We recently received a letter here at The Sun “regarding Carbondale’s lack of color and appeal.” As a landscape designer, a 14-year garden and nature columnist, and with a decade-and-a-half on town committees and volunteer efforts, I was offered the opportunity to respond.
I chuckled and scowled, agreeing with much that was written, but for different reasons.
Comparing us to Glenwood, El Jebel, Basalt, Snowmass and Aspen, the author (who requested anonymity) points out, “All the city maintained plantings are nothing but weeds; there is no appeal. If you look at the bench on 133 between City Market and 7-Eleven [there are] actually weeds growing up through the bench and starting to hide the garbage can.”
“It would be nice,” he continues, “to see a little color in this town. I think we have the ugliest roundabout in the valley.” The planting design is concept-heavy, with little complexity or vitality, and drew many complaints upon completion.
Listing a few species of plants, he feels, “The city really missed a good opportunity to accentuate the junction of 133 and Main Street with a nice planting. I still don’t understand the statue, but whatever.”
Nonplussed, he reached out to Mayor Dan, who said roundabouts are “too dangerous for people to work in.”
“Apparently only in Carbondale,” retorts the author.
During undergrad and two droughts, I encountered the literary voice of the West, Pulitzer prize winner Wallace Stegner. He penned a gobsmacking observation that still infuses my design and conservation ethos today:
“Every gateway to the West should be guarded by a sign, preferably painted in peeling letters on a weathered board, that reads: ‘You have to get over the color green; you have to quit associating beauty with gardens and lawns; you have to get used to an inhuman scale.’”
Why do citizens not know our town’s ecological goals? Priorities? Are we not capable of truly living into the soul-stretching vastness of our watershed?
“The only decent looking place on 133,” declares our critic, “is RVR’s entrance and [Roaring Fork Family Practice], where they keep their turf looking nice.”
“Nice turf” needs to go.
Years ago, on Carbondale’s Advisory Tree Board, I participated in a Highway 133 Beautification Committee meeting. Two landscape architects were also present, and proposed lining both sides of the highway with turfgrass. I was young, vocal, might’ve made a bit of a scene. l was also on the Chamber board, privy to its “Basecamp Carbondale” branding campaign and the tax dollars behind it.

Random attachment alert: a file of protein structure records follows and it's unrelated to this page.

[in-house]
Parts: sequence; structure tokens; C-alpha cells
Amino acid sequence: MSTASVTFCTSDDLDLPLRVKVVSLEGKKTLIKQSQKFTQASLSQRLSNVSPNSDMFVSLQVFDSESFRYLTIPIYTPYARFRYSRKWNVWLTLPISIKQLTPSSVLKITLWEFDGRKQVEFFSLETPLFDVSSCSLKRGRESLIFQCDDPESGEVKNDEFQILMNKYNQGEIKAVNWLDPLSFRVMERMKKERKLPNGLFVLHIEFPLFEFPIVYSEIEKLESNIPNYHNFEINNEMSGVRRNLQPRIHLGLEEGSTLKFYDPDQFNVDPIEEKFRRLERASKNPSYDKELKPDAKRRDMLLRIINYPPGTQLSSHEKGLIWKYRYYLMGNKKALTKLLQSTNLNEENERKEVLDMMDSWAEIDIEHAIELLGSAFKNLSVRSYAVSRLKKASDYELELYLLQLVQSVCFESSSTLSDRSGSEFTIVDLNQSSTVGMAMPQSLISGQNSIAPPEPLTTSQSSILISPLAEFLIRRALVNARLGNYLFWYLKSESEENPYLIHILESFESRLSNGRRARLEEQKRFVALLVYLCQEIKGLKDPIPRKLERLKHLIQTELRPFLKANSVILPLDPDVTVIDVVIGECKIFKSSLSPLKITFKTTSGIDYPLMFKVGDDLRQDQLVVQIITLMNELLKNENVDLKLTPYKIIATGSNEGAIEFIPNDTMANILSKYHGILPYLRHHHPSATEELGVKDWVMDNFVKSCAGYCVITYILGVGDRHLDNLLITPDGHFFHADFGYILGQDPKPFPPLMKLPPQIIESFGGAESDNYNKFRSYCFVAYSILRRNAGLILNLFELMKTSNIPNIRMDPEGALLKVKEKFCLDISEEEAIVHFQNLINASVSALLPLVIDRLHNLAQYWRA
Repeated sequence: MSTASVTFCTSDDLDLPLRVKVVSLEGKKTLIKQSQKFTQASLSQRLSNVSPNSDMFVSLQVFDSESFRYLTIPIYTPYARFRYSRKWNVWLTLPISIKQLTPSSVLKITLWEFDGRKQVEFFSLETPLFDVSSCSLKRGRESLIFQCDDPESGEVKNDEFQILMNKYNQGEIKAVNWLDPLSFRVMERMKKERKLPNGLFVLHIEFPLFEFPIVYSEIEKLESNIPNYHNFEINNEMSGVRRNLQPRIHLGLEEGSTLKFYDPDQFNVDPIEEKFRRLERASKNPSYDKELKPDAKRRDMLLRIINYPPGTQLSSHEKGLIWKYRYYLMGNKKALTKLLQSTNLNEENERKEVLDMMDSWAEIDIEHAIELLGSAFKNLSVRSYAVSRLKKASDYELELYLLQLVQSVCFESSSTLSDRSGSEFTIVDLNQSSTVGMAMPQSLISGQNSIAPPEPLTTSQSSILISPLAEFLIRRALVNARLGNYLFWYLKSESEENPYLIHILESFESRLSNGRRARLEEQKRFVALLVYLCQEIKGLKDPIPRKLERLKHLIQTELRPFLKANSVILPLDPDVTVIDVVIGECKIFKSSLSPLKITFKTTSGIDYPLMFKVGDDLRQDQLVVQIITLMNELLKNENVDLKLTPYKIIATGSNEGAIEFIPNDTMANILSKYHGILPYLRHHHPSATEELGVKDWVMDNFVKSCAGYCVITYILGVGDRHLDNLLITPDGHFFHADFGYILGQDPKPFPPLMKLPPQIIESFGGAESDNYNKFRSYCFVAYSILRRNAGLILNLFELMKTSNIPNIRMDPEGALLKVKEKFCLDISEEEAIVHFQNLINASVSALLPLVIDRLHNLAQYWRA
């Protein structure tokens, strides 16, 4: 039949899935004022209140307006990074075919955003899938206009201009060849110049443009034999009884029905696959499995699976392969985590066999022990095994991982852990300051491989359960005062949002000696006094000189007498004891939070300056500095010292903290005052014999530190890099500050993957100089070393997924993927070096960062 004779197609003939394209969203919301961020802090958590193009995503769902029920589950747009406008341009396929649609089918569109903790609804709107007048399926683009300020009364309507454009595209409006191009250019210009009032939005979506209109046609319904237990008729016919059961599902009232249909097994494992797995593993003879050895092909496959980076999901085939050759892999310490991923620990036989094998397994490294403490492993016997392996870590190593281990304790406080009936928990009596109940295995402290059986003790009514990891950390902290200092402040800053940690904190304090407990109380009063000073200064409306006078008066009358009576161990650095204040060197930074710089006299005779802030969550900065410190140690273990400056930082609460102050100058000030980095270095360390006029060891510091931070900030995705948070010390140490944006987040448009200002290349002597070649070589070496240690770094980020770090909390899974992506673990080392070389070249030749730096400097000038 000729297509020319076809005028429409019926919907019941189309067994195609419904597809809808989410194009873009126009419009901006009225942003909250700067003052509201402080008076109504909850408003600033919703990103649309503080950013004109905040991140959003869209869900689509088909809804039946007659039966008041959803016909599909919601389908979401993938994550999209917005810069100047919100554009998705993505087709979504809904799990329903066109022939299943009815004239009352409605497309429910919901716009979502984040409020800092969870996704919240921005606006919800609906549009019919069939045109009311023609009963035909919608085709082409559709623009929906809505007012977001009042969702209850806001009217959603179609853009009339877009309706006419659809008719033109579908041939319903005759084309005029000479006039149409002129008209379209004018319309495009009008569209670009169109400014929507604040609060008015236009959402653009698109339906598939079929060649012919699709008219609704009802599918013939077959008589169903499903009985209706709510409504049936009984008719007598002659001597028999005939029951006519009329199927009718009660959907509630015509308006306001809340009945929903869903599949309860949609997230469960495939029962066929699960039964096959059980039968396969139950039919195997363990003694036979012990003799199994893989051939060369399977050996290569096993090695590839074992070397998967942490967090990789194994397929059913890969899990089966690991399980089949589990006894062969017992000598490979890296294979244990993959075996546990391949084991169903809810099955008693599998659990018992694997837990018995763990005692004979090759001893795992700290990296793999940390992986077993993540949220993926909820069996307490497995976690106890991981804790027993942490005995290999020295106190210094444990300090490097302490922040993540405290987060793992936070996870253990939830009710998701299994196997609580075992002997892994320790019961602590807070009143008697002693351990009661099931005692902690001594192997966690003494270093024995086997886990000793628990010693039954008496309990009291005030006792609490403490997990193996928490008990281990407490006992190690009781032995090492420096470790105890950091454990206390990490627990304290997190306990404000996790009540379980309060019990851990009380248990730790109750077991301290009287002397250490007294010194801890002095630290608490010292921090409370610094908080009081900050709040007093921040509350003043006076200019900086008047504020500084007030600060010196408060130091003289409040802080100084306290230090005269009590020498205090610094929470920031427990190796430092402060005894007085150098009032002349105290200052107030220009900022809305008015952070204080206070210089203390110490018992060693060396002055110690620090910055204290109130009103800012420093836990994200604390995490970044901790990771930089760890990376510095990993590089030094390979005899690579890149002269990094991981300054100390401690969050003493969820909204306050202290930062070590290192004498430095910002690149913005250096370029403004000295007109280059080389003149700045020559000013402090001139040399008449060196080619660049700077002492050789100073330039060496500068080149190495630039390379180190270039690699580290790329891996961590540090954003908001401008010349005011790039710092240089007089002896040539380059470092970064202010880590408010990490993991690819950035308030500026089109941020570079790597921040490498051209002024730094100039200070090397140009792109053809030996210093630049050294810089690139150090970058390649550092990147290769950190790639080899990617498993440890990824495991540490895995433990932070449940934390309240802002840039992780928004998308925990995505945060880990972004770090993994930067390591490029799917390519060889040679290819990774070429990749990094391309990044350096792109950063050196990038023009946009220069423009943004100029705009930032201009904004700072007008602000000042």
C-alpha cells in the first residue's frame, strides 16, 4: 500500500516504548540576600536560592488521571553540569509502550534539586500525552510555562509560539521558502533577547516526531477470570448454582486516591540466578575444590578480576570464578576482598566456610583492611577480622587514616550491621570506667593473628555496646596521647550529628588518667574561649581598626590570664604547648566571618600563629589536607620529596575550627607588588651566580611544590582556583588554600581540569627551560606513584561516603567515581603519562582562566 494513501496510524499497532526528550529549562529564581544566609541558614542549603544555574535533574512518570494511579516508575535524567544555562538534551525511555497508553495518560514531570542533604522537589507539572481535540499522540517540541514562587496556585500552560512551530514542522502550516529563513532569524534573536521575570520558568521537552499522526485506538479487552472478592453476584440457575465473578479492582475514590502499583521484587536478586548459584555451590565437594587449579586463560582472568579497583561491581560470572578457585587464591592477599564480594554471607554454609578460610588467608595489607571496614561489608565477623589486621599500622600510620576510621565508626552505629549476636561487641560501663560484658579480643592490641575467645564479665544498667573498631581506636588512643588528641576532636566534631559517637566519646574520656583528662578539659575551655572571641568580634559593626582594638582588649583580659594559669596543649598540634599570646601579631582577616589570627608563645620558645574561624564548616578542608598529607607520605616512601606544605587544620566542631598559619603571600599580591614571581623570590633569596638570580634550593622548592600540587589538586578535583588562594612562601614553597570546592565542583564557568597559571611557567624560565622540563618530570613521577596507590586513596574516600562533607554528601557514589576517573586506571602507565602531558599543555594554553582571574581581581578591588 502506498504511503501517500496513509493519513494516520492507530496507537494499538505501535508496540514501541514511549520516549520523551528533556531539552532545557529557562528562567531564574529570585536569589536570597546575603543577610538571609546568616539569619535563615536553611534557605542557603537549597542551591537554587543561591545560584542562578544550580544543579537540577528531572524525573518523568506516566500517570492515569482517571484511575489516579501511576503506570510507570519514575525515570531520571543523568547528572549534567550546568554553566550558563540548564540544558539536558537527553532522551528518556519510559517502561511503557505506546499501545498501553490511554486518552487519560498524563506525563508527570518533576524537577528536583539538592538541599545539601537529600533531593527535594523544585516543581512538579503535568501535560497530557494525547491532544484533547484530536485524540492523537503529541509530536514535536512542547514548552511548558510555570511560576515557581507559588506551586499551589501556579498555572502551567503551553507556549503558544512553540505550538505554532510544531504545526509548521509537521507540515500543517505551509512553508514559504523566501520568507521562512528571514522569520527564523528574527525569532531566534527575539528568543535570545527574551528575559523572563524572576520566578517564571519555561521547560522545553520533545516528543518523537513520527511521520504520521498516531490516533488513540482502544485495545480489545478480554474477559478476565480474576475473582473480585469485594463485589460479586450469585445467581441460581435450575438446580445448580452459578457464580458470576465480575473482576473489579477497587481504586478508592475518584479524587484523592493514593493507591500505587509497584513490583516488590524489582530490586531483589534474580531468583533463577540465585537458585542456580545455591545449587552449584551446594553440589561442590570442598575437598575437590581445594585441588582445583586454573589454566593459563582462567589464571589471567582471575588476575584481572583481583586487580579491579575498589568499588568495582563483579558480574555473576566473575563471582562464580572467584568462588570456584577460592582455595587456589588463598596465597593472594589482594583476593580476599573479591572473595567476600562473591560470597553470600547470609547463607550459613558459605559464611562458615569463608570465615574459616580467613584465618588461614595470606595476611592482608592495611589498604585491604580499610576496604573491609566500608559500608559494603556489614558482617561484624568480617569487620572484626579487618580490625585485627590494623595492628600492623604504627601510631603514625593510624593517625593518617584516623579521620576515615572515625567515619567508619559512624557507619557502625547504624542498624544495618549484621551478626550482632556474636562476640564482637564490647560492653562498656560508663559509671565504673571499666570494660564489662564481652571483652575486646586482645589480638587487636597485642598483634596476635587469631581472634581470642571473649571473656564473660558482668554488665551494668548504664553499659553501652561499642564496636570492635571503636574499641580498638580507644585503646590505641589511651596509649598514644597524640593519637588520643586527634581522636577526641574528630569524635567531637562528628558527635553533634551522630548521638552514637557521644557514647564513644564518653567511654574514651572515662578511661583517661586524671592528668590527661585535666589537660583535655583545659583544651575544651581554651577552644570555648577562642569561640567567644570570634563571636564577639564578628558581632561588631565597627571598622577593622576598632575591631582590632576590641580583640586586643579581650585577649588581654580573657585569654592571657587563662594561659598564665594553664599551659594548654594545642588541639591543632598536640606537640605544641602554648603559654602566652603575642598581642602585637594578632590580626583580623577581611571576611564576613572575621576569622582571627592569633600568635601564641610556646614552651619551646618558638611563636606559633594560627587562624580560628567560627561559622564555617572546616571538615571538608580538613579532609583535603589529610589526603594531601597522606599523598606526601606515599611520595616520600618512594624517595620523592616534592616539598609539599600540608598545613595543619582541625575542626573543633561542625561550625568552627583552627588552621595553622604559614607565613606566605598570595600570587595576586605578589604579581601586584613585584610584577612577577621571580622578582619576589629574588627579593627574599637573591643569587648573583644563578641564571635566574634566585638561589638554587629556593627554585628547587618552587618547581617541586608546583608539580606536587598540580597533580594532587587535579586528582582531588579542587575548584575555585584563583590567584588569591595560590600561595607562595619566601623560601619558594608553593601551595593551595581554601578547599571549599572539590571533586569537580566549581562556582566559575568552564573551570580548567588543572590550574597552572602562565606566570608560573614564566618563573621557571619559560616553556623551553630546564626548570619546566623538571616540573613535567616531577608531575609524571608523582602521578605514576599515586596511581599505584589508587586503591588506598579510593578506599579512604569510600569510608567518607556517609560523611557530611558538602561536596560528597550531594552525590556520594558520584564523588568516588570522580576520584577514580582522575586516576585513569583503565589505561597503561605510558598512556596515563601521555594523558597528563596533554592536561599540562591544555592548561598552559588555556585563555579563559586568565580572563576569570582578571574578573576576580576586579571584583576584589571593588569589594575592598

Around here, we don’t hit running, climbing, backpacking, hunting, fishing or biking trailheads to bliss out on Kentucky bluegrass. We get high off of the scent of sage and freak out over mountains. Lawn? Phhhh. This is Colorado, not Connecticut: I, too, am frustrated with Carbondale’s municipal landscapes. Both river water sources are in code red, and we are the only town in this valley with no watering restrictions.
“Carbondale Main Street flower pots [are] pathetic,” the writer goes on. “Our diversity park – nothing but weeds…We need to do a little maintenance on the little we have and try to add some flower plantings.”
Please meet Aly, proprietor of Batch; DJ to KDNK’s Flow Diggity; and consistent board member for something. She wanted vitality too, so she stepped up, overseeing the flower pot program, three years running now. Before her, it was Erin Rigney, another consistent community builder. Chris Chacos before her. Founder of The Smithy, I watched him haul 40-pound buckets of water from his Prius in his mid-80s. Those downtown pots have mad cache; getting dibs is a frenzy, despite the personal expense each of us assumes, purchasing the plants. I invite you, dear writer, to initiate a fund to support this program.
Weeds and grass are subjective and I won’t get into that — but I will say they are inevitable. “Grass is the hair of the planet,” wrote Oehme and Van Sweden, in their coffee table book “Bold and Romantic Gardens”. We must design FOR grass, because it will come. Native grasses are the salvation of dry landscapes, holding and growing topsoil, shading the ground, providing a co-evolutionary matrix to all other flora — not to mention providers of breeding habitat, cover, pollen and seed to innumerable fauna. To persist in British notions of the “maintained” perennial border of “color” is unsustainable folly. We MUST design with — and for — native grasses. When we do so intentionally, the impacts are outstanding for the planet — not horrific — but breathtakingly beautiful, and vibrant with all life forms, as ecosystems must be.
“I literally had someone tell me the other day that she did not want to move to Carbondale because she thought it was the trashiest town in the valley based [on] driving through town on 133,” our writer concludes. “I can’t disagree.”
Please leave these deadly landscapes where they belong — in obsolete garden books from the last century. We are not Kentucky or Connecticut, we are Carbondale, Colorado: a funky little mountain town still learning how to manage budgets and ecosystems. As a proud village of artists, athletes, ranchers, farmers, and families, we welcome you to step away from your laptop, your Dwell Magazine, and to pick up a garden fork, and please — join us, moving into the regenerative era of aridity.